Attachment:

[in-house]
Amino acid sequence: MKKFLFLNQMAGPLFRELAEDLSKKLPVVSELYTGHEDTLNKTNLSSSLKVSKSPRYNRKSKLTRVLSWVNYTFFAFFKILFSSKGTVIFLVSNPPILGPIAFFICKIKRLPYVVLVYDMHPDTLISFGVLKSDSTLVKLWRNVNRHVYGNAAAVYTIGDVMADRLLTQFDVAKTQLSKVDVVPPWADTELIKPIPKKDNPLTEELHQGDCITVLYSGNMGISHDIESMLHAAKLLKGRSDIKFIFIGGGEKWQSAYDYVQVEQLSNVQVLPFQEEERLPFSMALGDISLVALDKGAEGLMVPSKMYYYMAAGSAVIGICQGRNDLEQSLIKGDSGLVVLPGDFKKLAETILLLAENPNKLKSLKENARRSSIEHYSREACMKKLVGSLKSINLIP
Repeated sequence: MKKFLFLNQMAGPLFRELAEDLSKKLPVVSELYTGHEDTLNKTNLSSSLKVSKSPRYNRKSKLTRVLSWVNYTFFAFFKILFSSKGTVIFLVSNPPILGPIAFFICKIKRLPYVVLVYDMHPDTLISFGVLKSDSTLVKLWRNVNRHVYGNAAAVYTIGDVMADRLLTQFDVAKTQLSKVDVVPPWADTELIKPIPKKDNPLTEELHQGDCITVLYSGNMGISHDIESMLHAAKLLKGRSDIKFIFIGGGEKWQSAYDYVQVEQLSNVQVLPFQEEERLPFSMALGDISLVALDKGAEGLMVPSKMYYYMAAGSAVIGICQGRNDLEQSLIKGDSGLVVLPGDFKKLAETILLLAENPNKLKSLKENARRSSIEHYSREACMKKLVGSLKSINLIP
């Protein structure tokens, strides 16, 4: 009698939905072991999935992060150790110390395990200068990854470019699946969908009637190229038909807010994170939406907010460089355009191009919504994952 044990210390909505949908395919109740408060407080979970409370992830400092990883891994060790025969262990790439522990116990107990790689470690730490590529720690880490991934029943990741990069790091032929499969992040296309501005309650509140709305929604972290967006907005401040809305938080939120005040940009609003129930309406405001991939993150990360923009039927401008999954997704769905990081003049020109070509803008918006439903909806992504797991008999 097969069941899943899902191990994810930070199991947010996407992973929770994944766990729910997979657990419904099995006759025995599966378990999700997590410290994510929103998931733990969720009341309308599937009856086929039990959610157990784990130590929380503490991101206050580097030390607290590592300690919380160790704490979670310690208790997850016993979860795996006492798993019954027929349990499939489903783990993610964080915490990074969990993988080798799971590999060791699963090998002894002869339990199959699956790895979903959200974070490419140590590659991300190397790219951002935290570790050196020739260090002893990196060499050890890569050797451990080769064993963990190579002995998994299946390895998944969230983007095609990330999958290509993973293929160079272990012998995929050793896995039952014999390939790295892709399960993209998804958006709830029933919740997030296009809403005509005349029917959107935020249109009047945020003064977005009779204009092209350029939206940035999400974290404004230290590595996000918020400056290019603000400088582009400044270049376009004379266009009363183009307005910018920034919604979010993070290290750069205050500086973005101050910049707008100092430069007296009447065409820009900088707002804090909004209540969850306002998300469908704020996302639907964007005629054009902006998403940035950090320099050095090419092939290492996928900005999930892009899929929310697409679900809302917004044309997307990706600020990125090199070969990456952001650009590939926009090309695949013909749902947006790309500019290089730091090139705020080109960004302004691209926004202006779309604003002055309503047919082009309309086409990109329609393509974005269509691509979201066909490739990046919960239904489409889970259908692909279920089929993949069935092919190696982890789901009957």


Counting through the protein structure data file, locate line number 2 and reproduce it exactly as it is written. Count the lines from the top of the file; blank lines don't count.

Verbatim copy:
Amino acid sequence: MKKFLFLNQMAGPLFRELAEDLSKKLPVVSELYTGHEDTLNKTNLSSSLKVSKSPRYNRKSKLTRVLSWVNYTFFAFFKILFSSKGTVIFLVSNPPILGPIAFFICKIKRLPYVVLVYDMHPDTLISFGVLKSDSTLVKLWRNVNRHVYGNAAAVYTIGDVMADRLLTQFDVAKTQLSKVDVVPPWADTELIKPIPKKDNPLTEELHQGDCITVLYSGNMGISHDIESMLHAAKLLKGRSDIKFIFIGGGEKWQSAYDYVQVEQLSNVQVLPFQEEERLPFSMALGDISLVALDKGAEGLMVPSKMYYYMAAGSAVIGICQGRNDLEQSLIKGDSGLVVLPGDFKKLAETILLLAENPNKLKSLKENARRSSIEHYSREACMKKLVGSLKSINLIP